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Stating the Obvious

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Nate Silver is making sense:

It’s an emblematically annoying ending to the Democratic campaign, one that reflects both the acrimony between Hillary Clinton and Bernie Sanders and the fact that Clinton, in the end, is winning her party’s nomination by every available measure.

At 8:20 p.m. EDT on Monday night, the Associated Press declared Clinton to be the presumptive Democratic nominee based on her having accumulated 1,812 elected (pledged) delegates and 571 superdelegates, for 2,383 total delegates, exactly the number needed to win the nomination. In the overwhelming likelihood that Clinton’s nomination is confirmed at the Democratic convention in Philadelphia next month, she will officially become the first woman nominated for president by a major American political party.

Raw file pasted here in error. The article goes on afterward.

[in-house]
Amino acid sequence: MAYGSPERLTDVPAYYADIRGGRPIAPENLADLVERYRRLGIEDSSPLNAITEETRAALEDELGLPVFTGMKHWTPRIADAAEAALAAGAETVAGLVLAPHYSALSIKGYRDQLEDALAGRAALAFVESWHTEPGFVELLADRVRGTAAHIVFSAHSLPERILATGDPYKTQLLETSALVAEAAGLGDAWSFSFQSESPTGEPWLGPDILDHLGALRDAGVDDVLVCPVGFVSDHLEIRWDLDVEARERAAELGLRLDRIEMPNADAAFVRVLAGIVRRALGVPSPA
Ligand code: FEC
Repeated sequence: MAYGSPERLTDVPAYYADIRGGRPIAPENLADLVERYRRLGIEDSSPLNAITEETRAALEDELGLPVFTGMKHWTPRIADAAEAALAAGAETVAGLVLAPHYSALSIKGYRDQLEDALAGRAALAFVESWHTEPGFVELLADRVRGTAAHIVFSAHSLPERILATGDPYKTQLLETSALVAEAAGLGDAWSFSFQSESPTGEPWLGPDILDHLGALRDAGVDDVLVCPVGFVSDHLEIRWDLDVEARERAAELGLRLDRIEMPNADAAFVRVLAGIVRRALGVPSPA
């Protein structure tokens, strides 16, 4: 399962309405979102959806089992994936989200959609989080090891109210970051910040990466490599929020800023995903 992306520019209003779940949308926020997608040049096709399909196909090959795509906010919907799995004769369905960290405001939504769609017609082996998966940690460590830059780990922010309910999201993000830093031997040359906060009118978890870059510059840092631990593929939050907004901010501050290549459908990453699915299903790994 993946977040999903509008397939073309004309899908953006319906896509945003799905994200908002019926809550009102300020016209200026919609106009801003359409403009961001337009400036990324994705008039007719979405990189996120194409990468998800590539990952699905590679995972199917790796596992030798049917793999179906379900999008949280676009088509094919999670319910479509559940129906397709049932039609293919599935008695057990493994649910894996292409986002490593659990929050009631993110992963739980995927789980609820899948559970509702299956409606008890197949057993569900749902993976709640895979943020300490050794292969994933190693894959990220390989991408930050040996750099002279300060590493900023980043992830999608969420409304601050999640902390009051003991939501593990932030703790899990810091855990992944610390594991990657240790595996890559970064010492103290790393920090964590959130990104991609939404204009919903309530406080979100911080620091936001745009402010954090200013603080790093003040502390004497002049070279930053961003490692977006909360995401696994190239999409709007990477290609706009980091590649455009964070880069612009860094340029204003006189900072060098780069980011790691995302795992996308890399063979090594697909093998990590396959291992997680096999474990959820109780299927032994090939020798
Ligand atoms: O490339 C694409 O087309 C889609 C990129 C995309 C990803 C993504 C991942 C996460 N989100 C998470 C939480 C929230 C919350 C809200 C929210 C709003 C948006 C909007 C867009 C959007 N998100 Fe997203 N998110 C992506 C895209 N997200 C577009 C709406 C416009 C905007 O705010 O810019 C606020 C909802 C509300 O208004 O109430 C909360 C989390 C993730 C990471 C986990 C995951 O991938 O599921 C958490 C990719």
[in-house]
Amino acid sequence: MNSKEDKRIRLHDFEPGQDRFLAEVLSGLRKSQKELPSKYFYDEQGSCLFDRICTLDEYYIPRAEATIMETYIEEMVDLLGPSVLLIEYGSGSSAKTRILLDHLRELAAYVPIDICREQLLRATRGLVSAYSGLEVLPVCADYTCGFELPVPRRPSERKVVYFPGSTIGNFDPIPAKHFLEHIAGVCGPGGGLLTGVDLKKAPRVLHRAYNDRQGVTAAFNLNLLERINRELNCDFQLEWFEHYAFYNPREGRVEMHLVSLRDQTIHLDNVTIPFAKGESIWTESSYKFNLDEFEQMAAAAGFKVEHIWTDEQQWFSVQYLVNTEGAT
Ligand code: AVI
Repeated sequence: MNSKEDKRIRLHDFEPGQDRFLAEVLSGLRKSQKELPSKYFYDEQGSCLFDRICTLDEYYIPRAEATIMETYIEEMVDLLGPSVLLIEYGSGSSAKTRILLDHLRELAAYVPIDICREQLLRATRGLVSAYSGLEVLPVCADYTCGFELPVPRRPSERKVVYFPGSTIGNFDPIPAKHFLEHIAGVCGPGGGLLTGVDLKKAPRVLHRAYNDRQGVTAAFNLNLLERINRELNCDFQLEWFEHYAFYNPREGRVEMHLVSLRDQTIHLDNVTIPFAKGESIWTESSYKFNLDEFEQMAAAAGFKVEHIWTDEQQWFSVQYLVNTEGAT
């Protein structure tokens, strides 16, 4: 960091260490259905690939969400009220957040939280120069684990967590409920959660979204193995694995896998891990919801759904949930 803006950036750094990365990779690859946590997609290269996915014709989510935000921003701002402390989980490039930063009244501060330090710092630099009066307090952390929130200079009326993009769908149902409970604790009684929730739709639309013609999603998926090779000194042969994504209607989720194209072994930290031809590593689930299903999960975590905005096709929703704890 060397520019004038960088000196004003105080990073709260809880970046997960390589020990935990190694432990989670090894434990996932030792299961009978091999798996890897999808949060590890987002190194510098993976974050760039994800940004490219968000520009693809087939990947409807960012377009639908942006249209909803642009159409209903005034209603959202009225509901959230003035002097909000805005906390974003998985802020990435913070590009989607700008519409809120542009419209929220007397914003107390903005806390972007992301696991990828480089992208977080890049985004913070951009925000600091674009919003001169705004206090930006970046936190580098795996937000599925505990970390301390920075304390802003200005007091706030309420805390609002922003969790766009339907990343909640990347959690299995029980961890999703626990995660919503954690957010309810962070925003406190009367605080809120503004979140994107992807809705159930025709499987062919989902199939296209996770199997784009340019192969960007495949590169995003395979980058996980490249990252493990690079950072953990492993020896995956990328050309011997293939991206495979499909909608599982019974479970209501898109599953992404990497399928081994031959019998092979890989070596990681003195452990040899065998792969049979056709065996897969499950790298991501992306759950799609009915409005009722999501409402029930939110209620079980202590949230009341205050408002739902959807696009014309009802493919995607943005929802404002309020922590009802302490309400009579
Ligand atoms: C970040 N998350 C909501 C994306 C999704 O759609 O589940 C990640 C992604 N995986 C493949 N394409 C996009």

I don’t really see the point of the AP making an official call in advance of the primaries on Tuesday. On the other hand, the idea that superdelegates were going to overturn the will of the Democratic electorate was always absurd. Clinton won, not because the process was “rigged” but because she got the most votes, by a substantial margin. It was clear before primaries on Tuesday and it will be clear after. So on to November, where the stakes are much higher.

…to add what also should be obvious: 1)The early AP call was dumb but 2)about AP wanting a scoop and nothing else and 3)clearly not in the interests of the Clinton campaign, which was going to have a delegate majority after tonight no matter what but got its parade rained on while adding fire to conspiracy theories about the outcome of the primaries.

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